Jan Osborn
Jan Osborn – here working with student Christina Iriart ’19 – says that humanomics isn’t about finding the right answers. “It’s about generating new questions and living with new ambiguities.”

In a study published in July in the prestigious journal “Nature Human Behaviour,” Wilson and Smith – along with Chapman anthropologists Hillard Kaplan, Ph.D., and Eric Schniter, Ph.D. – looked at what happens when people can choose between stealing and sharing food resources. Would they coldly maximize their own gains at the expense of others, as conventional economics might predict? The results surprised Wilson.

“We tend to think that people are instinctively selfish, and in our experiment they initially are,” he says. “So it’s pretty remarkable how humans find a way to cooperate and trade after the initial rampages of theft. I didn’t expect such a clear result. It surprised me how much stealing declined over time. The uncertainty of the future helps prepare people to be more cooperative.”

Students have also worked with Osborn and Wilson to publish academic papers based on humanomics classes. One recent example explores the connection between human social connection and morality using Smith’s “Theory of Moral Sentiments” and Mary Shelley’s “Frankenstein.” Another student is analyzing characters from the TV series “Deadwood” as they react to commercial and economic forces.

“Vernon Smith’s long-held view is, ‘Why can’t the classroom be the place that generates ideas for research?’” Wilson notes. “We’re making that happen.”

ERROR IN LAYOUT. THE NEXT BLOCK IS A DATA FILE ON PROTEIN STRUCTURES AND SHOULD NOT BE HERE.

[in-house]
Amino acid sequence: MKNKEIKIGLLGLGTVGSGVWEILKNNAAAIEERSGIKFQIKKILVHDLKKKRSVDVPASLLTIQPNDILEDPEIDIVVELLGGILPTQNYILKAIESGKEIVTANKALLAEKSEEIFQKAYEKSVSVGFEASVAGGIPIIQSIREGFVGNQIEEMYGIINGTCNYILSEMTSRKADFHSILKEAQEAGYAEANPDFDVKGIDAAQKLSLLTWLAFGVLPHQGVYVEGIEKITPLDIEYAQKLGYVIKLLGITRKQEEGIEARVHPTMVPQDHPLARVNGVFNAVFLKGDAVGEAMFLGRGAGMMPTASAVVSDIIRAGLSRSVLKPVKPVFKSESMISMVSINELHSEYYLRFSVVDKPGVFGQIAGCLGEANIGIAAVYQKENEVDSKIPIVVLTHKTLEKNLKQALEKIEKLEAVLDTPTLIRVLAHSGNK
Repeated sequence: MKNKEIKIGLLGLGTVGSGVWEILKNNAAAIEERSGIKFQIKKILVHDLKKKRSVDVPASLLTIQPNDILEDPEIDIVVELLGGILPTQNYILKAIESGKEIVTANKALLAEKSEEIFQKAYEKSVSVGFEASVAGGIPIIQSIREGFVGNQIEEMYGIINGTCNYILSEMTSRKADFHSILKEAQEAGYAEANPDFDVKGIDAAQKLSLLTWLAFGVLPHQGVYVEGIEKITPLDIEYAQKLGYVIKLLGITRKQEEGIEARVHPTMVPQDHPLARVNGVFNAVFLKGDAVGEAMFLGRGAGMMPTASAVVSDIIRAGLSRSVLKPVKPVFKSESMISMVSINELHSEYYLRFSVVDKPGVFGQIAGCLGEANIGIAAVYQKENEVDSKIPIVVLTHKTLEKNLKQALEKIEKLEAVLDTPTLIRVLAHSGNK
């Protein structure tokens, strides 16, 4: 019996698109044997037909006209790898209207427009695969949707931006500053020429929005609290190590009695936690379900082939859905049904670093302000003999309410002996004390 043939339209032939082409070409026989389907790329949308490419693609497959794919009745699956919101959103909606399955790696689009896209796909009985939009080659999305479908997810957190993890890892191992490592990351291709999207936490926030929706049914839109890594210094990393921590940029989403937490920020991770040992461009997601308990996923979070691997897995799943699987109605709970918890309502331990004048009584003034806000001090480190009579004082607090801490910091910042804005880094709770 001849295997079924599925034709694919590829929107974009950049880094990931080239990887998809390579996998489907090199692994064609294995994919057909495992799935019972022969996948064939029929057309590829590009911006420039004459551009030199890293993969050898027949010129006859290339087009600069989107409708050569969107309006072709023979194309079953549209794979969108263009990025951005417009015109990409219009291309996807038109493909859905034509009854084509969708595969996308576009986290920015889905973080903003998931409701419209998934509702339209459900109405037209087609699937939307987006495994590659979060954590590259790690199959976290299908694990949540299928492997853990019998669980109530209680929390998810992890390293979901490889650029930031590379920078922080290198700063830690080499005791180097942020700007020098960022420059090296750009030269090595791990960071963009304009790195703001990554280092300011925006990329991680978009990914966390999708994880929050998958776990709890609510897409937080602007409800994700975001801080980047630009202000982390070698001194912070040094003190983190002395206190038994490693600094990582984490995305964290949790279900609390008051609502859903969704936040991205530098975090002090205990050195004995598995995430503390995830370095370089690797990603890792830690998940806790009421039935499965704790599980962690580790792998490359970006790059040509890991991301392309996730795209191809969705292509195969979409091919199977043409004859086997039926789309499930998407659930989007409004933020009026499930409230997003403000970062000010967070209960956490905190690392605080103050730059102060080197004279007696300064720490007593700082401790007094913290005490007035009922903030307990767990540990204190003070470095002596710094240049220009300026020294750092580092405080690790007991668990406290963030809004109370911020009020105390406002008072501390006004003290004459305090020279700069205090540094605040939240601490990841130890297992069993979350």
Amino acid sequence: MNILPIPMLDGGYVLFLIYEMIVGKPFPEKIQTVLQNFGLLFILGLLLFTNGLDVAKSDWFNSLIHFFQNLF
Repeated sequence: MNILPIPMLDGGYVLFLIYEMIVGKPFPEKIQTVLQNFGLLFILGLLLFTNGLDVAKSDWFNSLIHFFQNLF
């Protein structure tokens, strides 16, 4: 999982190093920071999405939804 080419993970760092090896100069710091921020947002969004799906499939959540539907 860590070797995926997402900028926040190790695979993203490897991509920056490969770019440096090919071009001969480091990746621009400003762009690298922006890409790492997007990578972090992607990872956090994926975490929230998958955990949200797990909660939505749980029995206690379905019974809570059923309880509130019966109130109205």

The institute’s first academic meeting – a conference on property and political economy – featured speakers from major universities in the U.S., Canada, Australia and Spain. Meanwhile, undergraduates can apply for spots in the institute’s Summer Scholars program, where they analyze data, design new experiments and ponder works of literature and economics.

It’s a mind-opening experience, says Chapman business administration major Kyle Joye ’21.

“Humanomics class taught me to constantly think about economic solutions to better humanity,” Joye wrote about the program in his application for the summer scholars program. “Talking about bettering society, seeing where flaws exist and learning from experts excites me because it shows that we are capable of finding solutions to serious problems like the national debt and welfare. I want to make the world a better place, and I feel like this approach will work toward that goal.”